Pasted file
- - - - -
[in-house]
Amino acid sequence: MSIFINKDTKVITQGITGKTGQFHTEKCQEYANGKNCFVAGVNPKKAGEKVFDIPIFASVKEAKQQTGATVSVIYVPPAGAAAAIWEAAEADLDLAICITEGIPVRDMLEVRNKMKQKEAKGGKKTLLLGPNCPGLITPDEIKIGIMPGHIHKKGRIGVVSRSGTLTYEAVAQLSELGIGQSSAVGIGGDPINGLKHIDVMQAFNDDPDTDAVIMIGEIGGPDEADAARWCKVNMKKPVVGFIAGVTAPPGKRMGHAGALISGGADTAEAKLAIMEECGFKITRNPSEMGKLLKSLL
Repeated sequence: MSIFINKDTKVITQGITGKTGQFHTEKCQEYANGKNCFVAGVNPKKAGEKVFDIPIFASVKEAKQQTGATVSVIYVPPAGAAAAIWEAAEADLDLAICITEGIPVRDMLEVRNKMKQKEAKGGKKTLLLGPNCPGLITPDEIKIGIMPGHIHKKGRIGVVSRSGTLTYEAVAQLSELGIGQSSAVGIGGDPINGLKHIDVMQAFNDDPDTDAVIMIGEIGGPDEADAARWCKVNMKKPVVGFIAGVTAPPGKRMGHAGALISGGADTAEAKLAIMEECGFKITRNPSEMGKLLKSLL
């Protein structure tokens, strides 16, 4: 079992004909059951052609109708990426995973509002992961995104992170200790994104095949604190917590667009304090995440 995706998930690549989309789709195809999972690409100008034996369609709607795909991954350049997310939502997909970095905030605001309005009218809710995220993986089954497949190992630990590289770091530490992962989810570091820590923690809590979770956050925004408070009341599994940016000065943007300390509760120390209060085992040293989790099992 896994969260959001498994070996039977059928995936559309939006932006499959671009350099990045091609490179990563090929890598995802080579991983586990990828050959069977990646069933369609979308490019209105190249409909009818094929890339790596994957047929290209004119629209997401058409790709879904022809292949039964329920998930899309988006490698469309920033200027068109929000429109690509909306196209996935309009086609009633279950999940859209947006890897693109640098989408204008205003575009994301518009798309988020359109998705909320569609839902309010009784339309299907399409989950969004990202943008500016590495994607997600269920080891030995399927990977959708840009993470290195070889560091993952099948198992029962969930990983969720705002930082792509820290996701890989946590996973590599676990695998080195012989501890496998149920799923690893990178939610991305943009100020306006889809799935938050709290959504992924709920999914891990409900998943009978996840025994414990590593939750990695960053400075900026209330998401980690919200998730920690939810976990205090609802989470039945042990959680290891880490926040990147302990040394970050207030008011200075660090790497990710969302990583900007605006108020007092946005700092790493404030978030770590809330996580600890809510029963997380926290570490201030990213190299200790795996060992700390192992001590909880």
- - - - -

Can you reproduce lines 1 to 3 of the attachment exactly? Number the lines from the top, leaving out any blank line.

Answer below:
[in-house]
Amino acid sequence: MSIFINKDTKVITQGITGKTGQFHTEKCQEYANGKNCFVAGVNPKKAGEKVFDIPIFASVKEAKQQTGATVSVIYVPPAGAAAAIWEAAEADLDLAICITEGIPVRDMLEVRNKMKQKEAKGGKKTLLLGPNCPGLITPDEIKIGIMPGHIHKKGRIGVVSRSGTLTYEAVAQLSELGIGQSSAVGIGGDPINGLKHIDVMQAFNDDPDTDAVIMIGEIGGPDEADAARWCKVNMKKPVVGFIAGVTAPPGKRMGHAGALISGGADTAEAKLAIMEECGFKITRNPSEMGKLLKSLL
Repeated sequence: MSIFINKDTKVITQGITGKTGQFHTEKCQEYANGKNCFVAGVNPKKAGEKVFDIPIFASVKEAKQQTGATVSVIYVPPAGAAAAIWEAAEADLDLAICITEGIPVRDMLEVRNKMKQKEAKGGKKTLLLGPNCPGLITPDEIKIGIMPGHIHKKGRIGVVSRSGTLTYEAVAQLSELGIGQSSAVGIGGDPINGLKHIDVMQAFNDDPDTDAVIMIGEIGGPDEADAARWCKVNMKKPVVGFIAGVTAPPGKRMGHAGALISGGADTAEAKLAIMEECGFKITRNPSEMGKLLKSLL